Acetaminophen is a main component of a lot of commonly used pain-killers. Tylenol#3, Percocet, Vicodin, Norco, Lortab, …. You name it. These are called combination pain-killers because they are made of two or more components. Pain-killers that share a common component are not supposed to be taken together. Well, they frequently are.
Suppose you just had surgery. You were given a prescription for Percocet. You go home, and then, in the middle of the night, you are in pain. You are only supposed to take it at certain times, so you open your medicine cabinet, reach for your Tylenol, and pop two pills. And then you do that several times for the next few days or weeks.
Unknowingly, you probably have exceeded what is considered a safe daily dose of acetaminophen.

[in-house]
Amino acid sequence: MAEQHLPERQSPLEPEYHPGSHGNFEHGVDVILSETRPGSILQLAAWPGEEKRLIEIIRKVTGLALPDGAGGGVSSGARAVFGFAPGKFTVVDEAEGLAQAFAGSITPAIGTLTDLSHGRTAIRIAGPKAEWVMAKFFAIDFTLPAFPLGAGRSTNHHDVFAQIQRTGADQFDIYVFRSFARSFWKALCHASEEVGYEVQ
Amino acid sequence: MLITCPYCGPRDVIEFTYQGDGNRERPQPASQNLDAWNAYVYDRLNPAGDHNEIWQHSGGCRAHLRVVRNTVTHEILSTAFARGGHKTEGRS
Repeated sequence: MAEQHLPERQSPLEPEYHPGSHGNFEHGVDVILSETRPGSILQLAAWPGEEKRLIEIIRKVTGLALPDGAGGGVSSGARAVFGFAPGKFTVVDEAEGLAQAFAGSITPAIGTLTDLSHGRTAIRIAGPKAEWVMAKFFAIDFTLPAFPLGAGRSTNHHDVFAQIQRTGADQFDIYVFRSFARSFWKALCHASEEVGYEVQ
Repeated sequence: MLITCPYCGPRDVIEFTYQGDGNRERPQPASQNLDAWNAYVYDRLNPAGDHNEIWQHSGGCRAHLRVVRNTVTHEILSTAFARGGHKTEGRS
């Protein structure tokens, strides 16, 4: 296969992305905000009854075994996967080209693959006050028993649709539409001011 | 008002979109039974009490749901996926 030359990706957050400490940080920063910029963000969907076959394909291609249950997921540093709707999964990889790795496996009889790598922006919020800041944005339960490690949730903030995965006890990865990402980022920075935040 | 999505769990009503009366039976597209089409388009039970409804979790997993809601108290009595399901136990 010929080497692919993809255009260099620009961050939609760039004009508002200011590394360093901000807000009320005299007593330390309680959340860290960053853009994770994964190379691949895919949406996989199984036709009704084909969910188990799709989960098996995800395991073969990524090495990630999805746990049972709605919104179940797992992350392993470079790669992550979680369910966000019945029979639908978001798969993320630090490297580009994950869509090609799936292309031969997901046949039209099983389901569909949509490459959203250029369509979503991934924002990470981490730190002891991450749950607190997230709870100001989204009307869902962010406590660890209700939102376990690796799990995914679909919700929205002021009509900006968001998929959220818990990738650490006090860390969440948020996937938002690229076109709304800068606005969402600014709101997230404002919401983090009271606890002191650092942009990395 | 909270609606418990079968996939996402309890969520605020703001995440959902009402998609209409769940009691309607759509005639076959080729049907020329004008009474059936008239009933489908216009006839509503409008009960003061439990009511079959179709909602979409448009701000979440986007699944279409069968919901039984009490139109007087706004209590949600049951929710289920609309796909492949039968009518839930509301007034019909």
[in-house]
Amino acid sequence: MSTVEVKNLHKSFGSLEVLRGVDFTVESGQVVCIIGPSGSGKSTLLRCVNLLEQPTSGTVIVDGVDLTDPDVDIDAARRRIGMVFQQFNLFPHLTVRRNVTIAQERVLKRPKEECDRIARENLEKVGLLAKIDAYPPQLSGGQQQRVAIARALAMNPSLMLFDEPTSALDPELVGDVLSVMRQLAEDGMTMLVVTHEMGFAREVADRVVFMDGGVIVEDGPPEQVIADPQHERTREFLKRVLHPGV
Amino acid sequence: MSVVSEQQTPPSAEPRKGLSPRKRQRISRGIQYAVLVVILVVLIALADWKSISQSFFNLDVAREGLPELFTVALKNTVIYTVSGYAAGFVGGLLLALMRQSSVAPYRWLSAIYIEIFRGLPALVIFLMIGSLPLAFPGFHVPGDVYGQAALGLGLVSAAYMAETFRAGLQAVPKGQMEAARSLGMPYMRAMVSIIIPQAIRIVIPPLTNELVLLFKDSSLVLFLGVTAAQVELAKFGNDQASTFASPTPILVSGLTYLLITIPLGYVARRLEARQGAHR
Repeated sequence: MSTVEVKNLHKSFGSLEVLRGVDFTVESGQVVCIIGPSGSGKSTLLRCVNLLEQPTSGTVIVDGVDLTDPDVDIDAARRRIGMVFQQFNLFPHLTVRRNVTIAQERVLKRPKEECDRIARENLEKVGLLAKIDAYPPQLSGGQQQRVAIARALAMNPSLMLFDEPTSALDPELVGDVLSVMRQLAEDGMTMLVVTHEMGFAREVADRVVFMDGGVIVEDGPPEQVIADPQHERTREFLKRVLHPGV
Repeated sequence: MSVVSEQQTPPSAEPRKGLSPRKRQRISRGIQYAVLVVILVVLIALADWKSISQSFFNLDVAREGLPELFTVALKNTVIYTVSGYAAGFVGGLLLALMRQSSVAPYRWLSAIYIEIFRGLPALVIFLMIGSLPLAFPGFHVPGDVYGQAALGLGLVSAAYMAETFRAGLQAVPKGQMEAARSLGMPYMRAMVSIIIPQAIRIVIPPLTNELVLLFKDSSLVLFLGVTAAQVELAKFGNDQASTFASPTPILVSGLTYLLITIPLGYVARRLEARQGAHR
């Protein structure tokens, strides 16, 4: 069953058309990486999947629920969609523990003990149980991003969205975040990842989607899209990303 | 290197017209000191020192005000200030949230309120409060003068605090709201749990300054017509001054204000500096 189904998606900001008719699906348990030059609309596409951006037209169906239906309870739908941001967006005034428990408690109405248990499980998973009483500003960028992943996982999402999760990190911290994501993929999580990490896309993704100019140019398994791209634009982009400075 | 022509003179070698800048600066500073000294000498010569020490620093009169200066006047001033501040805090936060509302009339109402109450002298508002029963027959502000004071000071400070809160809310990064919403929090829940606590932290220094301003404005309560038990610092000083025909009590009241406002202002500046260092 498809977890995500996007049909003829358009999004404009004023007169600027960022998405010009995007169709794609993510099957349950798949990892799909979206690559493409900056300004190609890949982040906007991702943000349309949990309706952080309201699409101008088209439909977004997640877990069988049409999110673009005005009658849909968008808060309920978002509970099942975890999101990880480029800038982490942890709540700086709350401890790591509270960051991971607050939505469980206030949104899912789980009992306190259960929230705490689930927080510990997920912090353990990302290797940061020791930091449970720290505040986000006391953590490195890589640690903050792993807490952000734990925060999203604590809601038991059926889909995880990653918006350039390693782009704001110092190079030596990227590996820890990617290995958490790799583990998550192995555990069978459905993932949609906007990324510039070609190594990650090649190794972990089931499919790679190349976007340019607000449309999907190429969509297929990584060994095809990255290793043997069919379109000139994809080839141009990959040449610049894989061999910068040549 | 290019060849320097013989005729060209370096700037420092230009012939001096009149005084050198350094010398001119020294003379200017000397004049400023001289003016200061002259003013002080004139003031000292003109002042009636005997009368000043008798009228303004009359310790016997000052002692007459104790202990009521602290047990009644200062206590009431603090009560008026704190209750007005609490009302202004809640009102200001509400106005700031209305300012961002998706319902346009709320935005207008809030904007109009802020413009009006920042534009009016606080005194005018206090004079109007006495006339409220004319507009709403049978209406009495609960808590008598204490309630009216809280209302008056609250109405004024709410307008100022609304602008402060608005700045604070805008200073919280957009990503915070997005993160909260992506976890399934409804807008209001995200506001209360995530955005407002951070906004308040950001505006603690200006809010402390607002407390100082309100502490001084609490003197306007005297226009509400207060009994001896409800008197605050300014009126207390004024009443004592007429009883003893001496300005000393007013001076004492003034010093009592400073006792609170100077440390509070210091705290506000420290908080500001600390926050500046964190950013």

For this reason, which happens too often, the Food and Drug Administration recently issued a regulation to decrease the maximum amount of acetaminophen present in combination painkillers to no more than 325 mg. Too much acetaminophen can cause irreversible liver damage. At the same time, taking more than the maximum allowed daily dose does not help reduce the pain any further.
“Acetaminophen overdose is one of the most common poisonings worldwide,” according to the National Institutes of Health.
The maximum recommended for adults at 4,000 milligrams per day. One pill of Tylenol contains 500 mg. A lot of people take two at a time. Do the math and you realize that you can take it no more than four times a day. Take in together with a combination acetaminophen-based medicine puts you well above the maximum allowed.